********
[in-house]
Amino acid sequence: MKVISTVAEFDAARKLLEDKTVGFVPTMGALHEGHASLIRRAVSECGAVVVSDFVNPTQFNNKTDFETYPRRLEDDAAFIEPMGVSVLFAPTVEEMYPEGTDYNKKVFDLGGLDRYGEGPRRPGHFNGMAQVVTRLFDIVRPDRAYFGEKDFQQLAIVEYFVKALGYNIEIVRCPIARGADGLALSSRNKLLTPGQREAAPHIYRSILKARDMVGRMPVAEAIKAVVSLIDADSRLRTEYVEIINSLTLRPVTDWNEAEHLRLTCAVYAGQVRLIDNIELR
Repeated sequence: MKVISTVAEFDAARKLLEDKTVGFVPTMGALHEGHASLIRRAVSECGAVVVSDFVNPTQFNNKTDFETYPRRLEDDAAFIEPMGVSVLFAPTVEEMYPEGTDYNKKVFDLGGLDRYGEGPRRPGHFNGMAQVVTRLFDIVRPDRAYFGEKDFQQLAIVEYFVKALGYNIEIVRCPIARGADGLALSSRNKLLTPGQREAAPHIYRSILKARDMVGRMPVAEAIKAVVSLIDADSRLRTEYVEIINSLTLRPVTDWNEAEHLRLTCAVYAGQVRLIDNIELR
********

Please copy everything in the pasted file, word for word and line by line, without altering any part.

[in-house]
Amino acid sequence: MKVISTVAEFDAARKLLEDKTVGFVPTMGALHEGHASLIRRAVSECGAVVVSDFVNPTQFNNKTDFETYPRRLEDDAAFIEPMGVSVLFAPTVEEMYPEGTDYNKKVFDLGGLDRYGEGPRRPGHFNGMAQVVTRLFDIVRPDRAYFGEKDFQQLAIVEYFVKALGYNIEIVRCPIARGADGLALSSRNKLLTPGQREAAPHIYRSILKARDMVGRMPVAEAIKAVVSLIDADSRLRTEYVEIINSLTLRPVTDWNEAEHLRLTCAVYAGQVRLIDNIELR
Repeated sequence: MKVISTVAEFDAARKLLEDKTVGFVPTMGALHEGHASLIRRAVSECGAVVVSDFVNPTQFNNKTDFETYPRRLEDDAAFIEPMGVSVLFAPTVEEMYPEGTDYNKKVFDLGGLDRYGEGPRRPGHFNGMAQVVTRLFDIVRPDRAYFGEKDFQQLAIVEYFVKALGYNIEIVRCPIARGADGLALSSRNKLLTPGQREAAPHIYRSILKARDMVGRMPVAEAIKAVVSLIDADSRLRTEYVEIINSLTLRPVTDWNEAEHLRLTCAVYAGQVRLIDNIELR